I first encountered the village in 2010, when I met Mary Ann O’Donnell, a scholar and artist who has been documenting Shenzhen since 1995 – longer than most of its residents have lived there. Her blog, Shenzhen Noted, is an indispensable resource for anyone interested in China’s fourth-largest city. Much of O’Donnell’s work has focused on these villages. “Hong Kong people are urban, New York people are urban, but Shenzhen people, for the most part, are villagers,” said O’Donnell as we strolled towards Nantou’s imposing stone gate. “Three years ago they were sitting around waiting for the rice to grow. So they’re willing to talk. They’re curious.”

We got plenty of inquisitive stares as we passed through the gate and up Nantou’s main street, which was thronged by hawkers selling a bewildering array of products: fruit, flatbreads, locally-farmed oysters. Many of the village’s historic structures had been preserved, including the greystone yamen that had been the seat of imperial authority for hundreds of years, but they were locked up and abandoned. A woman selling fresh-pressed sugarcane juice occupied the steps of the yamen. I walked past her and peered through the heavy wooden doors, behind which was a pile of construction debris.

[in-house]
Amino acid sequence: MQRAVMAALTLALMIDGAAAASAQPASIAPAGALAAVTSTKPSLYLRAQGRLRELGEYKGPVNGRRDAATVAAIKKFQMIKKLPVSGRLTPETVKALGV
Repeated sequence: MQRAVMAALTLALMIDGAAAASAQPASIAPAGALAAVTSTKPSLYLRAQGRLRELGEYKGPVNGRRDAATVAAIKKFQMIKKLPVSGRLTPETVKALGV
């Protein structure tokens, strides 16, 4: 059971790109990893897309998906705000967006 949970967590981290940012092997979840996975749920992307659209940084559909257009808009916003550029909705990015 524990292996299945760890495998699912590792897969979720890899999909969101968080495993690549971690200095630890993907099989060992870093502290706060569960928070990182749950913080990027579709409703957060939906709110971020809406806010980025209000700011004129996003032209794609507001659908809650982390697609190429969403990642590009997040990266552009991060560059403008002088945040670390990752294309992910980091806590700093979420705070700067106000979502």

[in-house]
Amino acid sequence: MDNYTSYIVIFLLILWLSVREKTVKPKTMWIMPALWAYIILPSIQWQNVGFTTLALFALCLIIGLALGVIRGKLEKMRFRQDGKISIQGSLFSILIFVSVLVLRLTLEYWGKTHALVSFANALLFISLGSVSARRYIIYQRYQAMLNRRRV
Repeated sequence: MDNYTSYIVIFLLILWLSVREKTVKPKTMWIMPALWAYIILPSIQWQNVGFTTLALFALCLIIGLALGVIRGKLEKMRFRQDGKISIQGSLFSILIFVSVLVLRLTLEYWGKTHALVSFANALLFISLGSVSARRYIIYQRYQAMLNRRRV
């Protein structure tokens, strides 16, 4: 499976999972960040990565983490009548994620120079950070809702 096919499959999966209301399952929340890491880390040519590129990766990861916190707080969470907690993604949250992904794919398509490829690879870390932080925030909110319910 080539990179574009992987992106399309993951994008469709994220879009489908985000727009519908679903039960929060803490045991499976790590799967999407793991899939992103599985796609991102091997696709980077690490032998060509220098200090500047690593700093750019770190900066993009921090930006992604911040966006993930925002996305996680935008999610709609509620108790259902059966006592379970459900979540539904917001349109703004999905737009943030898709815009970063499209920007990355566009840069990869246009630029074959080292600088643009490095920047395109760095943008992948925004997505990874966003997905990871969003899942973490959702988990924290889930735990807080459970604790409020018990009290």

A few weeks after meeting O’Donnell, I returned to Nantou and spoke to some of its residents. A woman named Mrs. Lan, who was selling fortune-telling pamphlets and lucky charms, told me she had been laid off from a state-owned factory in her native Liaoning, and she came to Shenzhen every winter to escape the frigid north. Down the street, I met Lu Jianghai, a man from Hubei province who sold used furniture. Migrants sold it to him when they left and he sold it to newcomers when they arrived. “I guess it’s a bit like temporary storage,” he said. “There are four other shops like mine here and we’re all from Hubei.”